Potential future investigations for the research community: The researchers identified several areas for future exploration. Since this paper focused specifically on information workers in the US, it would be interesting to learn more about how different worker types and country’s work cultures impact these results. Another avenue may be to compare multitasking behavior in hybrid versus fully remote settings. Building collaboration tools with the design implications laid out in the paper and deeper analysis of whether certain multitasking behaviors were positive or negative also hold potential for further insights.

The research team includes: Shamsi Iqbal, Mary Czerwinski, Sean Rintel, Brent Hecht, Jaime Teevan, and Longqi Yang of Microsoft Research; Hancheng Cao, PhD Candidate at Stanford University, who was a Research Intern with Microsoft Research at the time of the work; Priscilla Wong, PhD Student at University College London, who was a Research Assistant with Microsoft Research at the time of the work; and Chia Jung-Lee, who was with Microsoft Research at the time of the work.

Homing in on how chat is used to multitask during remote meetings

Three people meet in Microsoft Teams. On the left, a person with a beard is wearing headphones with a microphone and is smiling. They wear a black t-shirt, and they are standing in front of a curtained window in a house. A wall to his left has a gallery of pictures. Moving clockwise, another person has long, dark hair and is also smiling. They wear a white t-shirt. They are standing in a room with white walls, and a turned-off lightbulb hangs above their head. Next, a person is talking. They have glasses, a purple shirt on with horizontal stripes, and stand in a room with a bookshelf and floor lamp to their right. There is also another person in a small window at the bottom of the screen, wearing a hat, cardigan, and headphones. The sidebar chat is outlined with a yellow border. From top to bottom, the chat window reads: Meeting Chat. Nancy Baym: “Happy New Years everyone.” A picture of a cat with glasses working at a laptop. Nancy Baym: A video of a dog levitating next to a tree. This video has a “laugh” reaction. A string of unintelligible text in the chat follows. “We need some actual text in here.” Nancy Baym: “Is someone taking notes? Hey let’s have a sharepoint!” A heart reaction shows on the last comment.

The Promise and Peril of Parallel Chat in Video Meetings for Work” finds that simultaneous text, images, files, and links posted in meeting chat areas are now an integral part of remote work meetings. While chat paralleling audio-video has been investigated in other contexts, this is the first study documenting chat in remote meetings for work. It turns out that many remote meetings only work as well as they do because parallel chat is present, and without it some meetings would fail to work at all. As with other multitasking during meetings, parallel chat has pros and cons. Parallel chat can enable more attendees to have a say while avoiding interrupting speakers, as well as a place for detail, affirmations, and even humor. However, it can also be distracting from the main purpose of the meeting and difficult to follow. The researchers suggest potential best practices for managing chat, and they provide design suggestions for improving the display and productive value of chat in products like Microsoft Teams.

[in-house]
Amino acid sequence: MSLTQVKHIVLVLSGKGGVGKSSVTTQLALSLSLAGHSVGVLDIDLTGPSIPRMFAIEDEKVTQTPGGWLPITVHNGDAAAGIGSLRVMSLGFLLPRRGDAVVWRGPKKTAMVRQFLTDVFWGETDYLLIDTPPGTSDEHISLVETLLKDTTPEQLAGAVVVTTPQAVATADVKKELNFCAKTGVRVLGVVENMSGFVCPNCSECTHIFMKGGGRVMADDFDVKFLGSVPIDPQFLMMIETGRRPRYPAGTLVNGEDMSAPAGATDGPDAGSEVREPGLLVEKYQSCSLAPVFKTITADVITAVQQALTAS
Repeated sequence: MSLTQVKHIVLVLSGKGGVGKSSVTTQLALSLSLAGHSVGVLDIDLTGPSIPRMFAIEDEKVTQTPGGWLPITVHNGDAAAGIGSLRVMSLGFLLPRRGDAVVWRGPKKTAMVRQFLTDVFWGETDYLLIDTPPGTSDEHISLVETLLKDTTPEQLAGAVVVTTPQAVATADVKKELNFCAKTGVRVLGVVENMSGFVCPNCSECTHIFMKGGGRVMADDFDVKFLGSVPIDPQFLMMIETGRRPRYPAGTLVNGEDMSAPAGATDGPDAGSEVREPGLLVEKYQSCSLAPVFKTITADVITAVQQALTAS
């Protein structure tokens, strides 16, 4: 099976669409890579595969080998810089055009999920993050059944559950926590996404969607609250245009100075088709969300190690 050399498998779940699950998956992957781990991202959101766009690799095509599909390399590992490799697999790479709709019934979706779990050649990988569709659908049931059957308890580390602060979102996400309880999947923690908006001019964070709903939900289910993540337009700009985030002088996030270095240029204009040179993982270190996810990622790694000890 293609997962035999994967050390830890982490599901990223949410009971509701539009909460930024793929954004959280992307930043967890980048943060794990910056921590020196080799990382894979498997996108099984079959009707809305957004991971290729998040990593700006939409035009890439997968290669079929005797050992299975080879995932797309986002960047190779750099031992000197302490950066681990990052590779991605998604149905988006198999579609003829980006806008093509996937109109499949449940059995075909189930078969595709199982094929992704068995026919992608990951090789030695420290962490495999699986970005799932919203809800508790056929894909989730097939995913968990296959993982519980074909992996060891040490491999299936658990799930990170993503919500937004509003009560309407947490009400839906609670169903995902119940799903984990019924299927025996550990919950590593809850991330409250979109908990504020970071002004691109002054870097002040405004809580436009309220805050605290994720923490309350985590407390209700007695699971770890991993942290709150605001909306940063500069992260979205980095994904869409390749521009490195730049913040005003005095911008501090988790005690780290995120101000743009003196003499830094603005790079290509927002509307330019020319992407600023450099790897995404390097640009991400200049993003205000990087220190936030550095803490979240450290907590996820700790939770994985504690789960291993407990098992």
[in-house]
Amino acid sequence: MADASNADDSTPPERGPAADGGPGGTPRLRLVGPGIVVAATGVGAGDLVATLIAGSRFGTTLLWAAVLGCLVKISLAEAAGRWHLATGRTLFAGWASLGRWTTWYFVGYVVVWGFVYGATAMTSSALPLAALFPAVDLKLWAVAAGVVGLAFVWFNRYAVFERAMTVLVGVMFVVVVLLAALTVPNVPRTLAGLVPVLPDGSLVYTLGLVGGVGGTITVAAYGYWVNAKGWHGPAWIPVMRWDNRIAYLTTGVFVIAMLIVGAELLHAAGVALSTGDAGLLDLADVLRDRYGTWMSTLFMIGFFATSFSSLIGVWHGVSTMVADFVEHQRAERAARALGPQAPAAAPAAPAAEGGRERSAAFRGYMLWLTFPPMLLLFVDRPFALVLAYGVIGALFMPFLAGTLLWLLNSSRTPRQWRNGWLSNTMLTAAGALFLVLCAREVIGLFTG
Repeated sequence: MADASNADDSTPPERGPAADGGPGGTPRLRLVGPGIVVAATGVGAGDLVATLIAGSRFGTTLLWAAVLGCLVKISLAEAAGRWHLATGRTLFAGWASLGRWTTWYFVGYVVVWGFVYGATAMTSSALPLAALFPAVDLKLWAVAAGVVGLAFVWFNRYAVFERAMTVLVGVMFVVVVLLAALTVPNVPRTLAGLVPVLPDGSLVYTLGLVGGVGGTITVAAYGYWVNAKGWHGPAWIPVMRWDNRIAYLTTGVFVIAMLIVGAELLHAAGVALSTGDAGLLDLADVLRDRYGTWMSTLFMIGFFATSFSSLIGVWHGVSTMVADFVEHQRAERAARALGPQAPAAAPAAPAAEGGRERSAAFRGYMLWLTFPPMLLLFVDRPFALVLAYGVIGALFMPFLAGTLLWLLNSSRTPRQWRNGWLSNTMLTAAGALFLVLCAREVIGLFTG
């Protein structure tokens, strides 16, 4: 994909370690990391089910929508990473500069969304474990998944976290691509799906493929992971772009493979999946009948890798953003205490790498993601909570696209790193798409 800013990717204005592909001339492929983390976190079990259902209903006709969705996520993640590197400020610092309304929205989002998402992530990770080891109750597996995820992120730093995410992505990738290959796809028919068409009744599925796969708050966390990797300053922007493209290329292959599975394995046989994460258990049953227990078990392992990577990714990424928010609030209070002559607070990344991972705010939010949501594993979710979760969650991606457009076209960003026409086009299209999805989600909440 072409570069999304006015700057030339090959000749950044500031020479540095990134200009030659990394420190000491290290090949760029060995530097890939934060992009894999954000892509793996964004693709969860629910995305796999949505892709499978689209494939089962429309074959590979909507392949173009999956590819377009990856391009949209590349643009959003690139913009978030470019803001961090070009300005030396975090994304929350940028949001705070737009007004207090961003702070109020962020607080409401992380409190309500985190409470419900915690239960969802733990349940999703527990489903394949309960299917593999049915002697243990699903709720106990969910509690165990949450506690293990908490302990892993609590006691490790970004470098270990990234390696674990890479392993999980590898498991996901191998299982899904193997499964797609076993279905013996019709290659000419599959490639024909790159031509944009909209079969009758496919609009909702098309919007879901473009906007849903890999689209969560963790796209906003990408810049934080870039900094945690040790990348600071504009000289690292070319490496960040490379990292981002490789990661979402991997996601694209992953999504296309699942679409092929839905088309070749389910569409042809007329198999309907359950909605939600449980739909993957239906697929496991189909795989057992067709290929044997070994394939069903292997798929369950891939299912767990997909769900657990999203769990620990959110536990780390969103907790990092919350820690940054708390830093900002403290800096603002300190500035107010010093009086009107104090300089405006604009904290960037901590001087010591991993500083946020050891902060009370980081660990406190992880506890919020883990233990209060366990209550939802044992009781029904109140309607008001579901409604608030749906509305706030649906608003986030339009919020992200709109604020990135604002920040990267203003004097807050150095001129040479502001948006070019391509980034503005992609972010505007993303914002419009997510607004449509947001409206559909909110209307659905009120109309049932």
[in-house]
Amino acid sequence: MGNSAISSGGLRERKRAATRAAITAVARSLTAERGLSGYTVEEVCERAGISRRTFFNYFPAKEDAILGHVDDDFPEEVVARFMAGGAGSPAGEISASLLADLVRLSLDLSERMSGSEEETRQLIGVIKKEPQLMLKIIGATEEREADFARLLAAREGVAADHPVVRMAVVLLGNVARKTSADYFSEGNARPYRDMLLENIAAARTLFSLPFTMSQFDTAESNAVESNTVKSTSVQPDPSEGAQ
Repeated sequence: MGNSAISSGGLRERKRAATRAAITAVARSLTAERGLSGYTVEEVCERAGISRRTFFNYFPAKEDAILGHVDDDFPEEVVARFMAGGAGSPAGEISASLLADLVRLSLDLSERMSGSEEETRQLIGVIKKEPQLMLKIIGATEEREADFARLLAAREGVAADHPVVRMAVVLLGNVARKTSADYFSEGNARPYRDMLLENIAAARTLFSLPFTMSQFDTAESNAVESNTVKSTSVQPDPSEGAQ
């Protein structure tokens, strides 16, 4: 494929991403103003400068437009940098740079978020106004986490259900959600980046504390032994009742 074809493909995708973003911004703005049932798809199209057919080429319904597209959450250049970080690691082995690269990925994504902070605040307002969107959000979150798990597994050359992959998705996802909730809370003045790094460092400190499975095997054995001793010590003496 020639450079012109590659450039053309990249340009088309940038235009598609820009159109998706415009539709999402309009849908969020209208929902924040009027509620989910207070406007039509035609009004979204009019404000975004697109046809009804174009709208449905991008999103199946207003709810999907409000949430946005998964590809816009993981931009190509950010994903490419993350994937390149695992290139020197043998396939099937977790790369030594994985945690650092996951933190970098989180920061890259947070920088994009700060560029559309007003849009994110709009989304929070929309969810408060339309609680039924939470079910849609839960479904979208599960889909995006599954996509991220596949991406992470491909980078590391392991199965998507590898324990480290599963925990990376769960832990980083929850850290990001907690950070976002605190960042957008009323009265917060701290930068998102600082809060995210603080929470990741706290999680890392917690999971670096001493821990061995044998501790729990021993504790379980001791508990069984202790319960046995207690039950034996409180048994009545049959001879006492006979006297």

The research team includes: Advait Sarkar, Sean Rintel, Rachel Bergmann, Sharon Gillett, Danielle Bragg, Nancy Baym, and Abigail Sellen with Microsoft Research; and Damian Borowiec, PhD Student at Lancaster University, who was a contractor with Microsoft Research at the time of the work.

Discover more from CHI 2021 and the New Future of Work

This is a sampling of work by Microsoft Researchers from CHI 2021 exploring the New Future of Work,  and remote meetings are just one of many aspects of this future that researchers are investigating. If you are still working from home and are curious about how the transition back to the office might go, another CHI 2021 paper out of Microsoft Research Asia, titled “Returning to the Office During the COVID-19 Pandemic Recovery: Early Indicators from China,” explores how knowledge workers navigated the early phases of this transition and the key factors impacting these workers. To learn more about Microsoft researchers’ broader work toward making remote work more effective, check out this collection of resources. For an in-depth analysis of how people’s work lives have changed during the COVID-19 pandemic, you can read the report “New Future of Work: Research from Microsoft into the Pandemic’s Impact on Work Practices.”

The post CHI 2021: Making remote and hybrid meetings work in the new future of work appeared first on Microsoft Research.